Six video game couples that have stuck with me over the years, each representing a different sort of love.
Biologist Proposes to Biologist Girlfriend in Fragments of Actual DNA
by Susana Polo | 2:41 pm, December 31st, 2012
The last science class I took was AP Biology in 2003. Well, that’s not true, the last science class I took was Astronomy 101, and before that Honors Physics, but I dropped out of the latter after a marking period. So, the last science class I took that offered a significant challenge to me was AP Biology. After nearly a decade, there isn’t much I remember about it other than my teacher explaining why we were using an online simulator for the fly genetics lab (because he did it with real flies once and they never left) and dissecting a fetal pig that we named Napoleon. Also, I was absent for the lab where we performed gel electrophoresis, a method of examining the length of DNA fragments.
So bear with me on this awesomely sciencey proposal.
Redditor gdiguy2 decided to use gel electrophoresis to display a proposal of marriage to his girlfriend, who is also a biologist, by tricking her into imaging a specially prepared gel that he said was part of his research. The way gel electrophoresis works is you start with a bunch of DNA or RNA that’s been cut into pieces by an enzyme. You lay it out in a row on some gel, and then you run an electric current through the gel. Due to being polarized, the fragments of the DNA/RNA will travel towards the far end of the gel. The smaller ones will have an easier time of it, so they’ll travel farther and faster. Now, unfortunately, I can’t for the life of me remember what useful information this reveals to scientists, although Wikipedia is telling me that gel electrophoresis is used in forensics (as in genetic fingerprinting), molecular biology, genetics, microbiology and biochemistry. And, of course, AP Biology courses.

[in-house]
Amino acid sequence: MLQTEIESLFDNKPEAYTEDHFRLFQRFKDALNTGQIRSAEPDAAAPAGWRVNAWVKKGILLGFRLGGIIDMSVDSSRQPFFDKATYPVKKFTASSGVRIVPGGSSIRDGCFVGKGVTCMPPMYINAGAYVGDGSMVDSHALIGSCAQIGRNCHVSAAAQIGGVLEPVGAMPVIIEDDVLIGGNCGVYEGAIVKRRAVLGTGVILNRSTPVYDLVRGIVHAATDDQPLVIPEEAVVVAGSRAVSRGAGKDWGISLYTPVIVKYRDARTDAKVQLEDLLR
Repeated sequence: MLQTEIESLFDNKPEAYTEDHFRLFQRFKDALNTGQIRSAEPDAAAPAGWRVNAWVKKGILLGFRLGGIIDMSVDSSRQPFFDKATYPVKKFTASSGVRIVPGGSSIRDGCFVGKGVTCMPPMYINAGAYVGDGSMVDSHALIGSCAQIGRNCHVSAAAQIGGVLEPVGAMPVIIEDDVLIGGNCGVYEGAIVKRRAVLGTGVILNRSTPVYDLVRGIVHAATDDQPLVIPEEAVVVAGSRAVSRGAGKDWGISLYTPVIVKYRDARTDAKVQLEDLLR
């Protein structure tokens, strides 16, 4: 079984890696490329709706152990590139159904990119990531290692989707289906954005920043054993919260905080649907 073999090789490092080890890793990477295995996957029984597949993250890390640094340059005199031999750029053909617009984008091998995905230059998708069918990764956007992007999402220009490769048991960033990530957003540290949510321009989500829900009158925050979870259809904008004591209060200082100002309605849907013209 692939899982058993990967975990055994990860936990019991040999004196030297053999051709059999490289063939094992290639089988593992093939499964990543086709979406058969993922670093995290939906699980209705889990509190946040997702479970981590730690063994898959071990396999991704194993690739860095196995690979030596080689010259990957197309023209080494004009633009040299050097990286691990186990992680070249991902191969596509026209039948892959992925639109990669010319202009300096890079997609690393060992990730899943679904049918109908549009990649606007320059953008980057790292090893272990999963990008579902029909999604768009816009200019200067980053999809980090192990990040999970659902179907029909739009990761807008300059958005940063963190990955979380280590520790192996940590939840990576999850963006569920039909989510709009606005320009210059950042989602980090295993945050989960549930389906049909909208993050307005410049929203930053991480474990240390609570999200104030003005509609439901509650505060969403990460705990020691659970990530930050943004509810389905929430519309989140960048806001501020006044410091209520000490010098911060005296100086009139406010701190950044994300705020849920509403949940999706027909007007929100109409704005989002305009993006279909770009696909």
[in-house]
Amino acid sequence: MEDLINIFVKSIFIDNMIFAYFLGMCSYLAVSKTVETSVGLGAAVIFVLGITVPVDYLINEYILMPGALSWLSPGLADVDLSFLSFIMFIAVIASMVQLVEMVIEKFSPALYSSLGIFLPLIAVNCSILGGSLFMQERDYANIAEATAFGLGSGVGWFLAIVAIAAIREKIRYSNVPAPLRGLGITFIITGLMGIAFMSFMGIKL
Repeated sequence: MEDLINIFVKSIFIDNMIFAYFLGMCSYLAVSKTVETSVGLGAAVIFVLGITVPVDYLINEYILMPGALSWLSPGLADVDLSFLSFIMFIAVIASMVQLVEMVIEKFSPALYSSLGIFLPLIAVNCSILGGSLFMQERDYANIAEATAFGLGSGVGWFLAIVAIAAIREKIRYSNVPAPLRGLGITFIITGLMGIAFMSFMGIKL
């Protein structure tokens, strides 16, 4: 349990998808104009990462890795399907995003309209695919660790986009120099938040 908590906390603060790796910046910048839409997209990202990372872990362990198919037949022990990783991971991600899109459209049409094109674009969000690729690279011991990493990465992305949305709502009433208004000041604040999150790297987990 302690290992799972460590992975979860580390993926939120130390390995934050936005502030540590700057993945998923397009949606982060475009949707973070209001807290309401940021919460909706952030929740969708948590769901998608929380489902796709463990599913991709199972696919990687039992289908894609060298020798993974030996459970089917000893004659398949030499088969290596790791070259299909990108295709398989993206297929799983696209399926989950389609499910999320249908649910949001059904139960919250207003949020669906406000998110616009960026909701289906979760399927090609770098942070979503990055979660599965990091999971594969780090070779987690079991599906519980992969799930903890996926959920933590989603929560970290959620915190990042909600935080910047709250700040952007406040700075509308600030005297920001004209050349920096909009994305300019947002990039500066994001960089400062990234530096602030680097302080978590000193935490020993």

So, how did gdiguy2 create this effect?
They’re 5 sized PCR fragments (roughly 150, 300, 500, 700, 1kb), I went back through my notes to find 5 primer pairs that I knew worked pretty well (so don’t feel bad, they’re selected out of primers that had been pre-validated =p). The other lanes are just mixes of the 5 sizes (either 2:3:4 or 4:6 volume mixes going in decreasing size, since larger fragments tend to be brighter). The gel actually didn’t take that long (though it was terrifying loading it), but I made a mockup in Illustrator beforehand (along with a ladder to test what sizes to use), and then sketched it out beforehand so I knew what to add to each lane.
700 was the hardest to find for some reason, so I didn’t really care about whether it was perfect or had primer dimers (and yeah I’ve had a friend complain to me about that also)
Gloves were used handling the actual gel; I don’t usually bother with gloves for the printouts unless I dropped the gel on it or something
The most difficult part of the entire thing was actually coming up with a good enough excuse to get her to image a gel in my lab! And meeting a girl nice enough to actually agree to do that while believing it was my real work!
He also wants everyone to know that he also proposed verbally, with flowers and a ring, a few minutes later outside the lab building (apparently he felt the lab itself was too full of cockroaches to make a nice setting). We’re just glad he didn’t take one of his colleague’s suggestions: that since his now-fiance’s research is in mouse genetics, he should hide a ring inside one of her about-to-be-dissected subjects.